Just two weeks later, the two met again in the Santa Anita Handicap. Noor carried 110 pounds, Citation carried 132. With less weight on his back, Noor soared home to a 1 ¼ length win in track record time (2:00 for 1 ¼ miles). In just one more week, the two had a rematch in the San Juan Capistrano Handicap. This time, Citation put up a greater fight but it was Noor whom was able to put his nose on the line first. He had set a new American record for 1 ¾ miles by finishing the race in 2:52 ⅘ . By winning, Noor became the first horse to defeat Citation twice.

On June 6th, 1950, Charles Howard passed away. Although he did not see what else Noor would accomplish in that year, he had passed on knowing that he owned one of the greatest handicap horses of that year. On the 17th, Noor won the Forty-Niners Handicap over Citation, setting yet another world record of 1 ⅛ miles in 1:46 ⅘. Afterwards, he met Citation for the fifth and final time in the Golden Gate Handicap. This time, Noor carried one more pound than Citation and was still able to win in world record time of 1:58 ⅕ for 1 ¼ miles.

One month later, Noor won the American Handicap carrying 132 pounds. Afterwards, Parke sent his horse to New York, hoping to increase the horse’s chances of winning Horse of the Year. The trip to New York didn’t produce any wins, but was not a failure. Noor finished second in the Manhattan Handicap, Jockey Club Gold Cup, and another stakes race. Noor was shipped back home to California to finish out his racing career that December. At home he won an 1 ⅛ allowance, setting yet another track record. He finished out the season with a win in the Hollywood Gold Cup, setting a track record of 1:59 ⅘ for 1 ¼ miles at Hollywood Park.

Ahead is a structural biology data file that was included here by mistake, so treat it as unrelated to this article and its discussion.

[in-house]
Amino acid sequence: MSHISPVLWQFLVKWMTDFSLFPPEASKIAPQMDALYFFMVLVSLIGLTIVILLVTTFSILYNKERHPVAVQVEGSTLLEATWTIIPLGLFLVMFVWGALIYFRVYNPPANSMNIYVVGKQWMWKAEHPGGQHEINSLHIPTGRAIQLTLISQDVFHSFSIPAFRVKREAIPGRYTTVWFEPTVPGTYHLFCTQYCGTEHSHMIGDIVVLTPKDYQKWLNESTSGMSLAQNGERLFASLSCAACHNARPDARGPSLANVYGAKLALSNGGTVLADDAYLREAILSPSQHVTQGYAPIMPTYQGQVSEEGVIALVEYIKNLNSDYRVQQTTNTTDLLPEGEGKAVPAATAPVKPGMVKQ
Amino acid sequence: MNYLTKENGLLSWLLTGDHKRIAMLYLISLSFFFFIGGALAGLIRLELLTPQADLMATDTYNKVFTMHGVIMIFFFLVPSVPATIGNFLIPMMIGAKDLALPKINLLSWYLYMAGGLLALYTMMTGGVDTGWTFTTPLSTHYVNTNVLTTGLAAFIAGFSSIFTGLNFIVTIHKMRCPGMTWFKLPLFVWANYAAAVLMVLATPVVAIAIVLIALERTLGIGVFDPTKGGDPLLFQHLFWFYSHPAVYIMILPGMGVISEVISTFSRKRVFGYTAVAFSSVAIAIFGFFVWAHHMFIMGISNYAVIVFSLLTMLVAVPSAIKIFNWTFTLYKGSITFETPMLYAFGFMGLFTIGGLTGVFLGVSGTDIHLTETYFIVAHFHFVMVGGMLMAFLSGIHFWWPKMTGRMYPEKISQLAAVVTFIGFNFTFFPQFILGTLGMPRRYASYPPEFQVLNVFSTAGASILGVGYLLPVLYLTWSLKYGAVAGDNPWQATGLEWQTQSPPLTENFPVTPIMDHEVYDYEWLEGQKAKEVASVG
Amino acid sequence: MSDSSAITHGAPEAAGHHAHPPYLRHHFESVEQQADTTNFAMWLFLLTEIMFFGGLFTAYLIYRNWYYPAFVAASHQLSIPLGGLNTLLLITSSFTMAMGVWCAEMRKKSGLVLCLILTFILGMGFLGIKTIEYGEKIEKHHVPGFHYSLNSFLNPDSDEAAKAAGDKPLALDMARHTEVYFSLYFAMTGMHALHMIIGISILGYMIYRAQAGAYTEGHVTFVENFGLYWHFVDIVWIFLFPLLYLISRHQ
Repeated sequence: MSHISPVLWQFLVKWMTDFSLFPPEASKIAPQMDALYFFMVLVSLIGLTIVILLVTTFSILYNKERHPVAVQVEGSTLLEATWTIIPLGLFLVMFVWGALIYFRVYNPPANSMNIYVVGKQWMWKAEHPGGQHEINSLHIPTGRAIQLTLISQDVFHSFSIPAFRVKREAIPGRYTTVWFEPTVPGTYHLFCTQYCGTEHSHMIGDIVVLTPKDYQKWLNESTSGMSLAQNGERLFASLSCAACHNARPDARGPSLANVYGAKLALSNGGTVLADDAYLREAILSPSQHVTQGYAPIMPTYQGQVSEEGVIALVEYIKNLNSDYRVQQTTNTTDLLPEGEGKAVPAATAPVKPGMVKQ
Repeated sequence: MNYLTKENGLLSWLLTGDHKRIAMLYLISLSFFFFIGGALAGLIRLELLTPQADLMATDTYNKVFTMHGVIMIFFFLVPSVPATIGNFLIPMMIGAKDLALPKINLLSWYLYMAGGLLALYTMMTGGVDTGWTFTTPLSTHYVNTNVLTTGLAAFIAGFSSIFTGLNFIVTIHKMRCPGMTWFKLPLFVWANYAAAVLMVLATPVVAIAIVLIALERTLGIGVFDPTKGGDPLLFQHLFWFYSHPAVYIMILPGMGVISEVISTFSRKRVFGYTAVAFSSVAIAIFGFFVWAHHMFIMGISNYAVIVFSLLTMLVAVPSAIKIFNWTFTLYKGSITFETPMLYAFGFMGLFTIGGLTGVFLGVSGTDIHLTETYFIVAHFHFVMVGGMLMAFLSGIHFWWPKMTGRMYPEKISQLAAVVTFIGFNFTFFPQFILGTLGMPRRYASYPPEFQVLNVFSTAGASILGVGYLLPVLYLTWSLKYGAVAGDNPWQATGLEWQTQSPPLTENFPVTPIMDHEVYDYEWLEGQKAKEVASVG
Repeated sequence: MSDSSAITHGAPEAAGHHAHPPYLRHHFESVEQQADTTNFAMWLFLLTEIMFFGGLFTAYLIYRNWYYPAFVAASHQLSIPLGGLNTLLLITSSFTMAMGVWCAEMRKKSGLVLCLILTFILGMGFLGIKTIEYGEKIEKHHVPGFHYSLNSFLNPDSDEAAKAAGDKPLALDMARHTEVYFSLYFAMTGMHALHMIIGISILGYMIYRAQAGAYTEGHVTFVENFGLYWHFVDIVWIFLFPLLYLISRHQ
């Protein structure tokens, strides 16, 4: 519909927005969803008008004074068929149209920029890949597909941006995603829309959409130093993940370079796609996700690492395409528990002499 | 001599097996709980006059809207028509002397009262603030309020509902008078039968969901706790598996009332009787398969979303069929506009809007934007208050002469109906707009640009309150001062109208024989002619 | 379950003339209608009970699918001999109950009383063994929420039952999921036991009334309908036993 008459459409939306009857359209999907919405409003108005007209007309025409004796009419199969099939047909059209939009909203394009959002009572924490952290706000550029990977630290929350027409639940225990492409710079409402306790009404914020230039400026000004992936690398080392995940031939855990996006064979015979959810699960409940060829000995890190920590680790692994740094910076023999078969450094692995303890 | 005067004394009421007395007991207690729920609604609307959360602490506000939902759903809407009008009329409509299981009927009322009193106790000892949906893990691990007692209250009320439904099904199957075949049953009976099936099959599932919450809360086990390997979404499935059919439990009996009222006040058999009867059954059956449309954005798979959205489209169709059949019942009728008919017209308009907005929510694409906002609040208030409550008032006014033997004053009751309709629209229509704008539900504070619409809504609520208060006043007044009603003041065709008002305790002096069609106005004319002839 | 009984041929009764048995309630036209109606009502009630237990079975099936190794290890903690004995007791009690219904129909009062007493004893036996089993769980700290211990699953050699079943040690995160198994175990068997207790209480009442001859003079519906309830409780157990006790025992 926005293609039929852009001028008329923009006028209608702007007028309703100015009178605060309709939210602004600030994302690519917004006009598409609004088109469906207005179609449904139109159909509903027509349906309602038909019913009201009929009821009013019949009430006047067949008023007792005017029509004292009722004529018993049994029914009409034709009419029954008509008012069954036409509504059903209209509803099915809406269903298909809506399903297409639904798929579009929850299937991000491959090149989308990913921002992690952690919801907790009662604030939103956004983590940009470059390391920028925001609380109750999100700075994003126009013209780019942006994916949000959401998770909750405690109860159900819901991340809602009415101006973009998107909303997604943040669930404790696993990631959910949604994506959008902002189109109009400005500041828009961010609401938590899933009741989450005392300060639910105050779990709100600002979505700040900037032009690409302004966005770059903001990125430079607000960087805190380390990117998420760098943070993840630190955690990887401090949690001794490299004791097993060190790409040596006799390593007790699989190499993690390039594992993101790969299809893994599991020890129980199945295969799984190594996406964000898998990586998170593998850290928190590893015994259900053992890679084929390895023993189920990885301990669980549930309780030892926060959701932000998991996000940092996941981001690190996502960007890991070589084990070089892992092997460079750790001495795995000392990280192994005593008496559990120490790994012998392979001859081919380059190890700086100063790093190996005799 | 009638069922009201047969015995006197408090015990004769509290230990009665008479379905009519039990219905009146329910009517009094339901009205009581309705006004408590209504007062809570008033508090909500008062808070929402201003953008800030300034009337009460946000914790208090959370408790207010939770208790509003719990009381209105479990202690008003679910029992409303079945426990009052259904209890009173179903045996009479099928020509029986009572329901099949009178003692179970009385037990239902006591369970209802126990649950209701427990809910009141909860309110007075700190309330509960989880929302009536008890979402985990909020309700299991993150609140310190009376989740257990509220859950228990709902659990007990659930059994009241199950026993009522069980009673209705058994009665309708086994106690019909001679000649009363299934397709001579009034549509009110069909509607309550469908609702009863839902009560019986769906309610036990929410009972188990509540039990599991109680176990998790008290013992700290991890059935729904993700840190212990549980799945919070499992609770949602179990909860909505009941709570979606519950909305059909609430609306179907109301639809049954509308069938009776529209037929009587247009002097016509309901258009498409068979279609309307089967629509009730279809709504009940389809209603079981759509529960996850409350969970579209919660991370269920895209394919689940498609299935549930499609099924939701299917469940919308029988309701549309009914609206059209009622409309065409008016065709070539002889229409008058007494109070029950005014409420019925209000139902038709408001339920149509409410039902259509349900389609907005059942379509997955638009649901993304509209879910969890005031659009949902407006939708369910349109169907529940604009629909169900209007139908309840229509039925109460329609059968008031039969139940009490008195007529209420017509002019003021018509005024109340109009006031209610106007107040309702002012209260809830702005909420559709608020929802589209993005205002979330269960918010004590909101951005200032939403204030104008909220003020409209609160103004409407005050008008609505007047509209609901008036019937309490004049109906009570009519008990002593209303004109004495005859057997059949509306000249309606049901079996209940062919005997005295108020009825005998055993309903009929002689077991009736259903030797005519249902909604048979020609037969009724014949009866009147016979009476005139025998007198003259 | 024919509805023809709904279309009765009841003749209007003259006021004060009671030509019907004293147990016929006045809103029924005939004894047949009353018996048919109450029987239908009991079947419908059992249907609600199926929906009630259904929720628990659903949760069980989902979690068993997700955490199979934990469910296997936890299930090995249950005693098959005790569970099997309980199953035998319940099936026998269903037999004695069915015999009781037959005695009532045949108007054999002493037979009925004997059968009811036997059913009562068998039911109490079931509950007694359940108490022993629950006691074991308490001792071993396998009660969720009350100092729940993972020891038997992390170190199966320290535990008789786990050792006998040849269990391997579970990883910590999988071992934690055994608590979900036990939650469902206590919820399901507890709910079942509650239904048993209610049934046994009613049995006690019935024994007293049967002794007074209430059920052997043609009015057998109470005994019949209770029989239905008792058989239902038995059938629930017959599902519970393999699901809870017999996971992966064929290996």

Noor retired that year as the first horse to defeat two Triple Crown winners, having gotten the best of both Citation and Assault in 1950. His record stood as 31:12-5-3 and he had earned $356,940. He went home to Charles Howard’s near Moorpark, California where he lived until he was moved to Loma Rica Ranch. Throughout his second career as a stud, Noor sired thirteen stakes winners. His daughters produced thirty-four stakes winners including Dancer’s Image whom was disqualified from first in the 1968 Kentucky Derby. Had prohibited drugs not been found in Dancer’s Image’s system after the win, Noor would have the title of damsire of a Kentucky Derby winner. John Sherriffs (now a famous trainer of horses like Zenyatta) recalls how he would tack Noor up and ride him around the back arena during Noor’s retirement.

Under the California sun, Noor blossomed. Under that same sun, Noor’s light was put out. November 6th, 1974, marked the final day of Noor’s twenty-nine long years of life. Those who loved him mourned as he was buried in an unmarked grave at Loma Rica.

Many years after his death, Loma Rica closed its doors. His remains were found on August 26th, 2011. They were laid in a wooden box marked with Howard’s logo. Making one final cross country trek, Noor arrived at Old Friends in Kentucky. Now under a headstone that commemorates his greatness, Noor rests. From time to time, flowers lay on his grave in remembrance of the times they had laid across his withers.